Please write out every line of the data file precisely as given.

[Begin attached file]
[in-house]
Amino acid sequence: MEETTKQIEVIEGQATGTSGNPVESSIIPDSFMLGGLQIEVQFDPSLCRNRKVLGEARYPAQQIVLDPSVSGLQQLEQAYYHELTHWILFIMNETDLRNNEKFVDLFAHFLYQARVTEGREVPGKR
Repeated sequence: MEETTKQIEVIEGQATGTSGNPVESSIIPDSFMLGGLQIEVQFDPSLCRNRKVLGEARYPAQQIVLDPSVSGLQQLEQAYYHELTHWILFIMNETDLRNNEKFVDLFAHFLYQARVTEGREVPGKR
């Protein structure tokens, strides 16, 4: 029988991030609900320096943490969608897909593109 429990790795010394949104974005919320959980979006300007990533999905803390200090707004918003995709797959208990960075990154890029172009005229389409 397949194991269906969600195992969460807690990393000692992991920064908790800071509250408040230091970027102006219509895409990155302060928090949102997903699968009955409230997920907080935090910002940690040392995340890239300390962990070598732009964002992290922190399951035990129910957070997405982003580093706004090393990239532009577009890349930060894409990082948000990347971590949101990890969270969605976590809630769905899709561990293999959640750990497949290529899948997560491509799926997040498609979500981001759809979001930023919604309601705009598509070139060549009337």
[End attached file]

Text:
[in-house]
Amino acid sequence: MEETTKQIEVIEGQATGTSGNPVESSIIPDSFMLGGLQIEVQFDPSLCRNRKVLGEARYPAQQIVLDPSVSGLQQLEQAYYHELTHWILFIMNETDLRNNEKFVDLFAHFLYQARVTEGREVPGKR
Repeated sequence: MEETTKQIEVIEGQATGTSGNPVESSIIPDSFMLGGLQIEVQFDPSLCRNRKVLGEARYPAQQIVLDPSVSGLQQLEQAYYHELTHWILFIMNETDLRNNEKFVDLFAHFLYQARVTEGREVPGKR
């Protein structure tokens, strides 16, 4: 029988991030609900320096943490969608897909593109 429990790795010394949104974005919320959980979006300007990533999905803390200090707004918003995709797959208990960075990154890029172009005229389409 397949194991269906969600195992969460807690990393000692992991920064908790800071509250408040230091970027102006219509895409990155302060928090949102997903699968009955409230997920907080935090910002940690040392995340890239300390962990070598732009964002992290922190399951035990129910957070997405982003580093706004090393990239532009577009890349930060894409990082948000990347971590949101990890969270969605976590809630769905899709561990293999959640750990497949290529899948997560491509799926997040498609979500981001759809979001930023919604309601705009598509070139060549009337």